During follow-up, 376 men and 139 women died of injuries. Of these, 146 men and 44 women committed suicide, 226 men and 92 women died from accidents, and 4 men and 3 women were murdered. In the first follow-up period (0 to 6 years), the relative risk (RR) for death from injuries in men with the lowest quartile for age-adjusted cholesterol compared with men in the highest quartile for cholesterol was 2.75 (95% CI 1.52 to 4.96; P < 0.05). When the data were divided into suicide and nonsuicide accidental deaths for the same period, the RR for suicide in men in the lowest cholesterol quartile was 4.22 (P < 0.05). The groups did not differ for accidental death. When 2758 men with cancer were taken out of the analysis, the RR for suicide was 4.10 (P < 0.05). For the other 2 periods, cholesterol levels were not associated with death from injuries, suicide, and accidents for men. For women there was no association between cholesterol levels and mortality from injuries, suicide, and accidents at any period.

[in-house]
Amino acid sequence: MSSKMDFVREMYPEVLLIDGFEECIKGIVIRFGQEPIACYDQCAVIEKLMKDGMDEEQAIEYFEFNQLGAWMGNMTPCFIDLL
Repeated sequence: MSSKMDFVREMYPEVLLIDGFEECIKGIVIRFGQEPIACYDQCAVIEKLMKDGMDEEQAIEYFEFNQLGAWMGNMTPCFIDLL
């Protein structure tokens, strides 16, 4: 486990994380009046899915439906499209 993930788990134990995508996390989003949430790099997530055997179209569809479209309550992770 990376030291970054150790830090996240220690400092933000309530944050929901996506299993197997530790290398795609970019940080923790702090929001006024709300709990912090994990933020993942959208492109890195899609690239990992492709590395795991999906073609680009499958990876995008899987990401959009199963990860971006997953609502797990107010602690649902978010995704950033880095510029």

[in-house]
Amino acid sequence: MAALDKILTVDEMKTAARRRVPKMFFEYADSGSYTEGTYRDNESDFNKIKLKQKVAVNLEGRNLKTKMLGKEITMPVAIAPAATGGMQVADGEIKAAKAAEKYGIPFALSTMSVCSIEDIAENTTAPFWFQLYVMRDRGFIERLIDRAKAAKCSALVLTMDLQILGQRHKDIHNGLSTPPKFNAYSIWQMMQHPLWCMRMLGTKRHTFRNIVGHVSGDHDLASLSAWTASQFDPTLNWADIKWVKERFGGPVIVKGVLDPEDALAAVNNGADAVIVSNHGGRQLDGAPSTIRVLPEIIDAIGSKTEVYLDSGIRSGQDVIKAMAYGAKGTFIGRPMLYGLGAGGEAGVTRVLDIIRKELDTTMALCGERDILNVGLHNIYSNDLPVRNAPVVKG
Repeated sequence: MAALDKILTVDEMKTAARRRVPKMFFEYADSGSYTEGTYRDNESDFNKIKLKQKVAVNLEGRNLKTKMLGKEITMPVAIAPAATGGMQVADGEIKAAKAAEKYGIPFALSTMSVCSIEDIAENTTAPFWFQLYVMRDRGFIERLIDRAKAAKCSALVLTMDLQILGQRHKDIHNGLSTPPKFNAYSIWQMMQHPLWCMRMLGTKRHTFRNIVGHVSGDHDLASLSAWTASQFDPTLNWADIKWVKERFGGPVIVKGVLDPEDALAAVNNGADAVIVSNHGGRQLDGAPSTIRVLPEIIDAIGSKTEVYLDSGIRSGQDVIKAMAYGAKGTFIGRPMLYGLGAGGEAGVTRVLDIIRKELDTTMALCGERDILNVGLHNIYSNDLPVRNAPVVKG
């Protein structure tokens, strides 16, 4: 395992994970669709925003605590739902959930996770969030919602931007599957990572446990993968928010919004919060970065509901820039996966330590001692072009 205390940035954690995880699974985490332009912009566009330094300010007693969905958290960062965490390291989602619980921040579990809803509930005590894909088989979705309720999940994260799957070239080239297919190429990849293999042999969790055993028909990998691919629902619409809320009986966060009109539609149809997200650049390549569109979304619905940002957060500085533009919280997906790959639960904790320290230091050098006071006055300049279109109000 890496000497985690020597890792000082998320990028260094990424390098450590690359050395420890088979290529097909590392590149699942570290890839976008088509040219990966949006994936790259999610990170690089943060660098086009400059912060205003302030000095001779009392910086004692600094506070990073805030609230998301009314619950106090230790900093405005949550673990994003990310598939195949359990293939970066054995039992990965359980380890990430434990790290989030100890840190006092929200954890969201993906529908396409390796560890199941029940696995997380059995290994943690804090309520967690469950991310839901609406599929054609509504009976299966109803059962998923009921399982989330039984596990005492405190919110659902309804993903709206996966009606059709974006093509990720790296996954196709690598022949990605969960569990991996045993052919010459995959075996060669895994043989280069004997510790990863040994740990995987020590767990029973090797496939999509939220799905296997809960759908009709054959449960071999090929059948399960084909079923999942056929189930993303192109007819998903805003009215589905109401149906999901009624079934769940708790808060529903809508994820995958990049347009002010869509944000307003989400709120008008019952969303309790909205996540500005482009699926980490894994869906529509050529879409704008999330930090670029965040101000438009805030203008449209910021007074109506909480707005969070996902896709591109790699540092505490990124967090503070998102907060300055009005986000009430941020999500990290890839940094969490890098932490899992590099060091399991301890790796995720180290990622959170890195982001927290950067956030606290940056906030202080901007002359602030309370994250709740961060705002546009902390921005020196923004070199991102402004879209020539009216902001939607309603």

Total serum cholesterol concentration was inversely associated with a short-term increased risk for suicide in men older than 45 years.
Source of funding: Värmland County Council.
For article reprint: Dr. G. Lindberg, Centre for Public Health Research, 651 82 Karlstad, Sweden. FAX 46-54-111-338.